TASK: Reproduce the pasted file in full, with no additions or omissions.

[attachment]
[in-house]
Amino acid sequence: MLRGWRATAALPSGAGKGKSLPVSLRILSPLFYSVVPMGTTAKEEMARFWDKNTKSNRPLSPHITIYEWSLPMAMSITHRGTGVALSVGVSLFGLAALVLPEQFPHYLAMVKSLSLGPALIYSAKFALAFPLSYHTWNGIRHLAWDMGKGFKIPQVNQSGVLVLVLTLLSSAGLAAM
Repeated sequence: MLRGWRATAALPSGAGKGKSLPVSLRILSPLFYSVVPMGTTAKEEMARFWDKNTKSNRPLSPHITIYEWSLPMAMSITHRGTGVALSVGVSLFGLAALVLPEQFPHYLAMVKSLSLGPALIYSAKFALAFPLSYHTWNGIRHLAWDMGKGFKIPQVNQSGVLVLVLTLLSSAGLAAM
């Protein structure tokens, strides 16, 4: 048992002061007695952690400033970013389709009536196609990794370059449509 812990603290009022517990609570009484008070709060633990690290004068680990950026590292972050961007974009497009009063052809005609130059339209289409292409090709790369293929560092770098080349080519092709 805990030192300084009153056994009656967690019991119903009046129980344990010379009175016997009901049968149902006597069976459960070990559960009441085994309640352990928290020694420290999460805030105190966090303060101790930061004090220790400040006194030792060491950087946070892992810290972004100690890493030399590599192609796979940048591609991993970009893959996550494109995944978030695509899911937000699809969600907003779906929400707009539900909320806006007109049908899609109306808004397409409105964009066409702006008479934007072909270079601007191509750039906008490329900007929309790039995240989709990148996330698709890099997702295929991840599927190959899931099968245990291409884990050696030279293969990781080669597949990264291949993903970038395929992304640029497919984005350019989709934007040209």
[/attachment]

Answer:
[in-house]
Amino acid sequence: MLRGWRATAALPSGAGKGKSLPVSLRILSPLFYSVVPMGTTAKEEMARFWDKNTKSNRPLSPHITIYEWSLPMAMSITHRGTGVALSVGVSLFGLAALVLPEQFPHYLAMVKSLSLGPALIYSAKFALAFPLSYHTWNGIRHLAWDMGKGFKIPQVNQSGVLVLVLTLLSSAGLAAM
Repeated sequence: MLRGWRATAALPSGAGKGKSLPVSLRILSPLFYSVVPMGTTAKEEMARFWDKNTKSNRPLSPHITIYEWSLPMAMSITHRGTGVALSVGVSLFGLAALVLPEQFPHYLAMVKSLSLGPALIYSAKFALAFPLSYHTWNGIRHLAWDMGKGFKIPQVNQSGVLVLVLTLLSSAGLAAM
């Protein structure tokens, strides 16, 4: 048992002061007695952690400033970013389709009536196609990794370059449509 812990603290009022517990609570009484008070709060633990690290004068680990950026590292972050961007974009497009009063052809005609130059339209289409292409090709790369293929560092770098080349080519092709 805990030192300084009153056994009656967690019991119903009046129980344990010379009175016997009901049968149902006597069976459960070990559960009441085994309640352990928290020694420290999460805030105190966090303060101790930061004090220790400040006194030792060491950087946070892992810290972004100690890493030399590599192609796979940048591609991993970009893959996550494109995944978030695509899911937000699809969600907003779906929400707009539900909320806006007109049908899609109306808004397409409105964009066409702006008479934007072909270079601007191509750039906008490329900007929309790039995240989709990148996330698709890099997702295929991840599927190959899931099968245990291409884990050696030279293969990781080669597949990264291949993903970038395929992304640029497919984005350019989709934007040209």